When we will start running РTomorrow 

The questions is were is End User Computing going? As usual it is like looking into an crystal ball, but there are a few things that I guess we can expect.

1. PC+ Era instead of Post-Pc Era

People that have seen me presenting at industry events or follow me on Twitter, know that I don’t like the term PostPC era, because I think most people interpret the wrong thing with it. Yes, It is obvious that the importance of the PC declines and Tablet sales increase, but I don’t see the PC or Laptop exiting the scene any time soon. There are still a lot of use cases from task workers and even knowledge workers were the usage of the PC makes things much faster. Think about manufacturing control, CAD workstations or even the creation of comprehensive documents and presentations. This is and will be still faster and easier on a full blown PC with a keyboard.¬†I believe that we are in the middle of the PC+ Era, where Tablets and Smartphones are complementary to the PC and Laptop, but not truly PC replacements. This creates new complexity for IT and CIO’s, because Apps, Data and IT Services need to be provisioned across multiple devices.

2. Workspace aggregation

The management paradigm from the early days, with standardized devices, apps and data does not work anymore. The End-User-Computing world is colorful and full of options. Todays users want choice by design and they want to use it. Regardless what IT says.¬†The world is very heterogenous out there and the workspace of today and the future¬†consists¬†of a lot of different components and¬†flavors. A marketing guy is not like another marketing guy. Their workspaces differ from each other based on their preference for technology.¬†IT has no other option than to implement solutions that enable “choice by design” and can manage heterogenous workspaces, if we don’t want the¬†users to go around IT.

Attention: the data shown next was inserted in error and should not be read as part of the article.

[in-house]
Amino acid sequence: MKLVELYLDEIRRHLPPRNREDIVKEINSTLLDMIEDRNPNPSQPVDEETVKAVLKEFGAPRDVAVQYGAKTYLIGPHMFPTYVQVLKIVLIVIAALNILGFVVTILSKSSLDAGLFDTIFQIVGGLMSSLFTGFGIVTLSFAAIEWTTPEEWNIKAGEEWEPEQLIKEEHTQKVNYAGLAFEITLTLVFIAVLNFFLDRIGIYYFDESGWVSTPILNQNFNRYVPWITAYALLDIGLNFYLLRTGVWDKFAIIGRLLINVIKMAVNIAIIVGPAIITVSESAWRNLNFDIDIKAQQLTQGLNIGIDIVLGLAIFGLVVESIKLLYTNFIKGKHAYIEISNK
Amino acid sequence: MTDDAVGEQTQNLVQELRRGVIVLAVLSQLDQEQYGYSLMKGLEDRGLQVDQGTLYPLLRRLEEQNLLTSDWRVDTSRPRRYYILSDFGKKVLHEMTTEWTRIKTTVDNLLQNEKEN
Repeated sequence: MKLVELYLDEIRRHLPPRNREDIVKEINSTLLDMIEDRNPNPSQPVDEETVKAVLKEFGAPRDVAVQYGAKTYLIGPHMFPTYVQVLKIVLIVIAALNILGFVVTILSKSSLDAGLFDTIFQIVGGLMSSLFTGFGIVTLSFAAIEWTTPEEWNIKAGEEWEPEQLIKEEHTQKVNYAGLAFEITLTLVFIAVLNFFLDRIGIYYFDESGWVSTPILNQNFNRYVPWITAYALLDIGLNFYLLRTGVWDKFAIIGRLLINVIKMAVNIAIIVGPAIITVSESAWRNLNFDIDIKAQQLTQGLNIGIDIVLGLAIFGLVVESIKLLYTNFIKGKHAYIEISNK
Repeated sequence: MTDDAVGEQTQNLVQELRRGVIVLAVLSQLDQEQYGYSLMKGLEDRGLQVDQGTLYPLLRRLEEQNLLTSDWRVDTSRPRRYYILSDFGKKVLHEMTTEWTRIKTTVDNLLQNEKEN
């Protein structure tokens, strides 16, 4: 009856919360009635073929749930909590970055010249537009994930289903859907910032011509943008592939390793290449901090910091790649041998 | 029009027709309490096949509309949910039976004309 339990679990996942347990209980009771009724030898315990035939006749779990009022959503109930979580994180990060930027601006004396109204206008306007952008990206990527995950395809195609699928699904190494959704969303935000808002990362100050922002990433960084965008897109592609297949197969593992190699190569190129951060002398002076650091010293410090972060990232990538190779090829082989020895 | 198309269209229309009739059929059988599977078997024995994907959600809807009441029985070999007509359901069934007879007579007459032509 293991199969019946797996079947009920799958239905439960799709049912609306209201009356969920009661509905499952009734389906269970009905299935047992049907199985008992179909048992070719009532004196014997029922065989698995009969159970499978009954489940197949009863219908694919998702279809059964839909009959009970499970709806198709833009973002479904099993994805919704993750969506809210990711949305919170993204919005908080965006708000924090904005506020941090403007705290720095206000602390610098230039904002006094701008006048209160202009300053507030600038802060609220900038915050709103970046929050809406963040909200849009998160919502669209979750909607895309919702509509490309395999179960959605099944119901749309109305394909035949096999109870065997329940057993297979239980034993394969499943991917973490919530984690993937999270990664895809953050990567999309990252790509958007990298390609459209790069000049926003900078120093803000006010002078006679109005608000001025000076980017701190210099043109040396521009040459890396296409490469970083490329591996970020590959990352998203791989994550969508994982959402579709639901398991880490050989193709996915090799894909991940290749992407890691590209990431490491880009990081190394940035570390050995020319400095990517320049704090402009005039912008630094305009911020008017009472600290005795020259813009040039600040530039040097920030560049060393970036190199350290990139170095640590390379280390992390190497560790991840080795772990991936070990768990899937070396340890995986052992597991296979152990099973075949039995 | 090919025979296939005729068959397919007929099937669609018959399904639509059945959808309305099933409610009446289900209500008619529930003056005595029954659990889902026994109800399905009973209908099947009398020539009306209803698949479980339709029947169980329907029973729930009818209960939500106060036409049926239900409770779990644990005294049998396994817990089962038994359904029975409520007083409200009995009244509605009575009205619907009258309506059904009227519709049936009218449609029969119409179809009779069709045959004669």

• Many Application types (SaaS Apps, Mobile Apps, Virtual Apps, Physical Apps),
  • Many¬†Data containers (Box, Dropbox, Local Storage, etc.),
  • Many Identities (AD account, Google Account, Twitter Account, Live ID, Skype Account, etc.)
  • Many Devices (Tablet, Smartphone, PC, Mac, Virtual Desktop, etc.)
  • Many, Many Many…

What’s missing and what we will see in organizations, is a unified view and access to the users workspace for both, the user and the IT department. An App-, Data and Device unification portal that enables users to access their workspace independent of the device and independent of the delivery method of the app or service.The solution needs to be smart enough that it finds the right delivery method of an app for me on the device that I’m currently using. E.g. native App on my iPad, SaaS App on my home office PC, Virtualized App on my Laptop. Gartner started to call this Workspace Aggregation, which I believe is a pretty good term to explain the workspace of the future. Aggregation of any workspace related technology. Any app, any service, any data, any identity on any device‚Ķ¬†From an end user perspective all apps, devices and data should be available in a single pane of glass, because the user does not care wether an application is provisioned natively or virtualized or mobile. It should just work in the best way for the currently used form factor.

3. Internet of things/ machine to machine communication